Imago (winged)[edit]

Pupae transition to winged state after receiving external signals in the form of temperature change. When the adult Luna moths emerge from their pupae, their abdomens are swollen and their wings are small, soft and wet. The first few hours of adult life will be spent pumping hemolymph (invertebrates' equivalent to blood) from the abdomen into the wings. The moths must wait for the wings to dry and harden before being able to fly. This process can take 2–3 hours to complete. Luna moths are not rare, but are rarely seen due to their very brief (7–10 day) adult lives and nocturnal flying time. As with all giant silk moths, the adults only have vestigial mouthparts and no digestive system and therefore do not eat in their adult form, instead relying on energy they stored up as caterpillars. In regions where there are two or three generations per year, the second and third may have wing coloration that is more of a yellow-green compared to the first generation of the year.[2]


Giant silk moths have in common a mating process wherein the females, at night, release volatile sex pheromones, which the males, flying, detect via their large antennae. Males can detect these molecules at a distance of several miles, and then fly in the direction the wind is coming from until reaching the female. Luna moth females mate with the first males to find them, a process that typically starts after midnight and takes several hours.[2] Researchers extracted three chemical compounds from the pheromone gland of unmated Luna moth females and identified one major and two minor aldehyde compounds designated E6,Z11-18:Ald, E6-18:Ald and Z11-18:Ald. The same compounds were also synthesized. Field experiments with both unmated females and the synthesized compounds confirmed that E6, Z11-18:Ald was the major sex pheromone, attraction augmented by the addition of E6-18:Ald but not by Z11-18:Ald. The authors mentioned that no other moth species were attracted to either the unmated females or the synthesized products, confirming that the pheromone is species-specific, at least for the sites and dates where it was tested.[15]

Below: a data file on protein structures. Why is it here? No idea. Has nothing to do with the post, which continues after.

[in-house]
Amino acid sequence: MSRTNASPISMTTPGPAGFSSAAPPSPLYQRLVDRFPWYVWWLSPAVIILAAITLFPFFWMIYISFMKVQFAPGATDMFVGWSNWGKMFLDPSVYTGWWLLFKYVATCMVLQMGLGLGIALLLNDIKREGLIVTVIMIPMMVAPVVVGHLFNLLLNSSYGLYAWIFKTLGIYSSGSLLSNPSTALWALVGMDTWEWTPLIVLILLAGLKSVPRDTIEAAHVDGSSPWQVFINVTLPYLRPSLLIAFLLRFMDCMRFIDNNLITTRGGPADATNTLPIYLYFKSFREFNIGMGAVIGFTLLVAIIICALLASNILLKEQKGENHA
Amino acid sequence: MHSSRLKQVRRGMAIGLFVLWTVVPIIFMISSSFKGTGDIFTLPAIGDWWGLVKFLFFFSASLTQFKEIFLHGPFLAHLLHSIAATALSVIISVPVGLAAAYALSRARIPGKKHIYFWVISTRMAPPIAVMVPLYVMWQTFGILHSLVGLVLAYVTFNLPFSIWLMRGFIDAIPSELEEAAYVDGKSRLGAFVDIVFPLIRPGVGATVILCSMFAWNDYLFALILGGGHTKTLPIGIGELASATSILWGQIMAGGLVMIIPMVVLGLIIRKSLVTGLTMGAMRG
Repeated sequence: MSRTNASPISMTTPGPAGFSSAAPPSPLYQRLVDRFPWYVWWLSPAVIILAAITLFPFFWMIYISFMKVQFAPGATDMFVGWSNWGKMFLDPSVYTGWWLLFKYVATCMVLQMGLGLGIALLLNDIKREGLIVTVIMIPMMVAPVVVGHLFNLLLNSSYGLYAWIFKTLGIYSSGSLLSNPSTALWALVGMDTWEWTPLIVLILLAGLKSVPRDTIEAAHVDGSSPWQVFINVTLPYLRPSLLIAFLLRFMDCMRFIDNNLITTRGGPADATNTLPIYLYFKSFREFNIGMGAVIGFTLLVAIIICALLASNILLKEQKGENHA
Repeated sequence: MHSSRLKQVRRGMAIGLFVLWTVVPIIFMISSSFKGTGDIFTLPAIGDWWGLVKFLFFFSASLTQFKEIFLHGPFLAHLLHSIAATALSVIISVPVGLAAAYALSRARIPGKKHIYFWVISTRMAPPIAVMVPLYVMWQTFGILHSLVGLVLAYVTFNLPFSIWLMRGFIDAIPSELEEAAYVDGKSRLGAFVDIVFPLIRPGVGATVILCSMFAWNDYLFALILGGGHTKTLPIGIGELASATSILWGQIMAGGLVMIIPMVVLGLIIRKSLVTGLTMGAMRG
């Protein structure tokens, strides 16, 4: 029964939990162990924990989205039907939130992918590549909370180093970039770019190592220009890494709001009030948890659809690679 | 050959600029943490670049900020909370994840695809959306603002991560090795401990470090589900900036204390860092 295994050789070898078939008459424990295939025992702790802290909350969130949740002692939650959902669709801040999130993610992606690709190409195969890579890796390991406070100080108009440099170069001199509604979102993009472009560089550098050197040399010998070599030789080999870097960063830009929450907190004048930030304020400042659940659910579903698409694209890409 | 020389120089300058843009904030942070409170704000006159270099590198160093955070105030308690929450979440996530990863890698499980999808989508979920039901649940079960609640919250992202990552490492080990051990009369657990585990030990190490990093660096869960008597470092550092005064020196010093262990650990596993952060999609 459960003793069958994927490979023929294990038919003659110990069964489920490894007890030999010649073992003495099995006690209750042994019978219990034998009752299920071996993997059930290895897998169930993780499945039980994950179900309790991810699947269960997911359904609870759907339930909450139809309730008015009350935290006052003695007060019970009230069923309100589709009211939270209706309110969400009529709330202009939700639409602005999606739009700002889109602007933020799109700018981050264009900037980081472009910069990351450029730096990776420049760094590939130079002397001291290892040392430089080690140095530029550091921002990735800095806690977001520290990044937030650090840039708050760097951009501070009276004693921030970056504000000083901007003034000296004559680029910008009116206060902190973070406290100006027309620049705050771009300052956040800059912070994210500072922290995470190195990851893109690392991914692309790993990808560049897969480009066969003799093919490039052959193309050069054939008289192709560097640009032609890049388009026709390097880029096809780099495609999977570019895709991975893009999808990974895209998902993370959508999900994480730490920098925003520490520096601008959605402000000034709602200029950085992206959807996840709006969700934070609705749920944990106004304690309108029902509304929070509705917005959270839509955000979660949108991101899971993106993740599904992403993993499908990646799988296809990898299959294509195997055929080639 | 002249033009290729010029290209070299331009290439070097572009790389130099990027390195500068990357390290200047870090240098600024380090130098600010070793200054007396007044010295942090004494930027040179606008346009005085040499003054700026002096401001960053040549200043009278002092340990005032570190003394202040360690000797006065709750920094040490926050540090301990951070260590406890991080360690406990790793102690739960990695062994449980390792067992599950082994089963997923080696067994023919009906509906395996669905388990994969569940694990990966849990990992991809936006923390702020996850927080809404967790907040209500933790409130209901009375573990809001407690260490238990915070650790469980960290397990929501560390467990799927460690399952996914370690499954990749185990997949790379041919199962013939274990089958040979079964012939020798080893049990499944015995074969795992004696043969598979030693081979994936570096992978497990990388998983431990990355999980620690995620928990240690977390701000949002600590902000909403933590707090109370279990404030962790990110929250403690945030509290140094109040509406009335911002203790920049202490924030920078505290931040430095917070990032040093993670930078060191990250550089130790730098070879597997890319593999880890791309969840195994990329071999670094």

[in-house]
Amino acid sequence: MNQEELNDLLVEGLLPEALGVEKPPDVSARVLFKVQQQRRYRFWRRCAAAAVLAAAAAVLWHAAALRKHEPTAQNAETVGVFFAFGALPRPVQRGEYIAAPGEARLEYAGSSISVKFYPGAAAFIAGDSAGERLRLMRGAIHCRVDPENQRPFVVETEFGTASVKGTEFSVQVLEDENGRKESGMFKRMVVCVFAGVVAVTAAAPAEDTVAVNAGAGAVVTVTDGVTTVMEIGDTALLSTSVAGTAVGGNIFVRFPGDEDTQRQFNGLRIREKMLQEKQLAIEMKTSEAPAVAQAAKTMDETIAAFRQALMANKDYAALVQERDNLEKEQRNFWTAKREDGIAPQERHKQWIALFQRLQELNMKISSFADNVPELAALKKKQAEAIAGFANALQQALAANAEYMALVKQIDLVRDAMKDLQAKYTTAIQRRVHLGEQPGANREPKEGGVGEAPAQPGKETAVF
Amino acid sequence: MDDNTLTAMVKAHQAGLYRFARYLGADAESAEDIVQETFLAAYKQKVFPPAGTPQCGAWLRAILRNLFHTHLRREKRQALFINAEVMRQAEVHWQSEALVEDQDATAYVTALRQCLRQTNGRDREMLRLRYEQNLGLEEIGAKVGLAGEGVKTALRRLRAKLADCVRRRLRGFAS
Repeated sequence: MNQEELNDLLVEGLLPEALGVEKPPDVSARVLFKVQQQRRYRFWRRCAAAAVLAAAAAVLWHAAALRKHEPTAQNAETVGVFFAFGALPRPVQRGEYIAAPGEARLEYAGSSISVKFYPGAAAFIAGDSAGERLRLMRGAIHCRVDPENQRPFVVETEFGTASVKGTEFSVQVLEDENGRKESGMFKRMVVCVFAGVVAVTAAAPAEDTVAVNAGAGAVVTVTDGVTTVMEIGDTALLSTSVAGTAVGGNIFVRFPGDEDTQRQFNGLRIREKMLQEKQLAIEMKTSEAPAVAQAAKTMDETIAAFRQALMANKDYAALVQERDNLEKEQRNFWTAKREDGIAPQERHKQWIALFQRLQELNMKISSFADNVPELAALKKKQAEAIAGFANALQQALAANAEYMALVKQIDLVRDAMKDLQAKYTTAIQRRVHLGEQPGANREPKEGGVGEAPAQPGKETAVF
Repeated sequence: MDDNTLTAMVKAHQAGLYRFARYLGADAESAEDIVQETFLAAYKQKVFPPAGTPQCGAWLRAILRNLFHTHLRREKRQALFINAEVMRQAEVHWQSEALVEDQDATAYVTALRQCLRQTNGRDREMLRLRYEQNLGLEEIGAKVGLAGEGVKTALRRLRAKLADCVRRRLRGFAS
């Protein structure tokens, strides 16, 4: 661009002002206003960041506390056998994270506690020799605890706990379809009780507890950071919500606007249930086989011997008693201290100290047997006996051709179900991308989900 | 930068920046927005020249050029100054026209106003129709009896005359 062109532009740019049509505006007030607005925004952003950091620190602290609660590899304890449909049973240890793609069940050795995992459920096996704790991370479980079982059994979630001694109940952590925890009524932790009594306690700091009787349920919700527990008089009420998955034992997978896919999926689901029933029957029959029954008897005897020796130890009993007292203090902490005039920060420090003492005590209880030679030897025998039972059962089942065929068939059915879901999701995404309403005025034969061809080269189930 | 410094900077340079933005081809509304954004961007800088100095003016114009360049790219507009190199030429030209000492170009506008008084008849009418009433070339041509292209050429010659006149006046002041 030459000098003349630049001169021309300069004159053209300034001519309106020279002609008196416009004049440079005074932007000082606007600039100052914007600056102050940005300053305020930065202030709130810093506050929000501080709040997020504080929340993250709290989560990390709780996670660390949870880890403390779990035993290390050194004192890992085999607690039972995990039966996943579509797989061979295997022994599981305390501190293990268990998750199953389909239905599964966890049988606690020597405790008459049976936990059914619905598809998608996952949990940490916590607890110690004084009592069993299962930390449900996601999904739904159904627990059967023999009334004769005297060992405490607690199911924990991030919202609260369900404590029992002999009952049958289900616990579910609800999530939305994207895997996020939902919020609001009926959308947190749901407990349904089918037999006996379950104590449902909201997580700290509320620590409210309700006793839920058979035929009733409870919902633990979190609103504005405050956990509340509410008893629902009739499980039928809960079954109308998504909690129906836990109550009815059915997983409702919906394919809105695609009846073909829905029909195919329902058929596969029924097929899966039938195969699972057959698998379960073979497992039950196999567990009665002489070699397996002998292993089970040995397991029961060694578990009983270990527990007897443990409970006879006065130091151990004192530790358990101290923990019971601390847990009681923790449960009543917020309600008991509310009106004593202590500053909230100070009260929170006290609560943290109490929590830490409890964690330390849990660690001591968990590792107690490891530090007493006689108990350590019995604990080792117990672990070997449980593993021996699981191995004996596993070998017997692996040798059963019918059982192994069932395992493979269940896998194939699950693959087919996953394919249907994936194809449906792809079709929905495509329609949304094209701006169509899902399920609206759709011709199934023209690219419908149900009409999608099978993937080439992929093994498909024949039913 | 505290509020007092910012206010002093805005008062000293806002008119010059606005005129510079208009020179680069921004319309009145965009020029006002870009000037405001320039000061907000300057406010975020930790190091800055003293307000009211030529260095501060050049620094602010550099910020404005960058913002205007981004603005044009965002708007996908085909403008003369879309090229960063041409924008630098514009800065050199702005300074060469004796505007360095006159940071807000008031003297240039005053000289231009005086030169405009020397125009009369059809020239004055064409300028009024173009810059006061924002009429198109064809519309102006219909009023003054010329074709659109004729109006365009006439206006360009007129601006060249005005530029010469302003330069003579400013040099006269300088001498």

Gallery of life cycle[edit]

Close-up images[edit]

Predators and parasites[edit]

Some species of giant silk moth larvae are known to make clicking noises when attacked by rubbing their serrated mandibles together. These clicks are audible to humans and extend into ultrasound frequencies audible to predators. Clicks are thought to be a form of aposematic warning signaling, made prior to predator-deterring regurgitation of intestinal contents. Luna moth larvae click and regurgitate, with the regurgitated material confirmed as being a predator deterrent against several species.[3]

Imagos (winged adults) of this and related night-flying Actias species collectively referred to as "moon moths" have long hindwing tails. A "false target" hypothesis holds that the tails evolved as a means of reducing risk of predation by bats which use echolocation to locate prey.[4] The moths use the spinning hindwing tails to fool bats into attacking nonessential appendages, with success occurring over 55% of the time.[16] Experiments were conducted with Luna moths with intact wings and with the tails removed. With intact wings, a majority of the attacking bats contacted the hindwing tails rather than the body of the moth; only 35% of intact moths were caught versus 81% for those with clipped tails. The results of this experiment support echolocation distortion as an effective countermeasure.[5]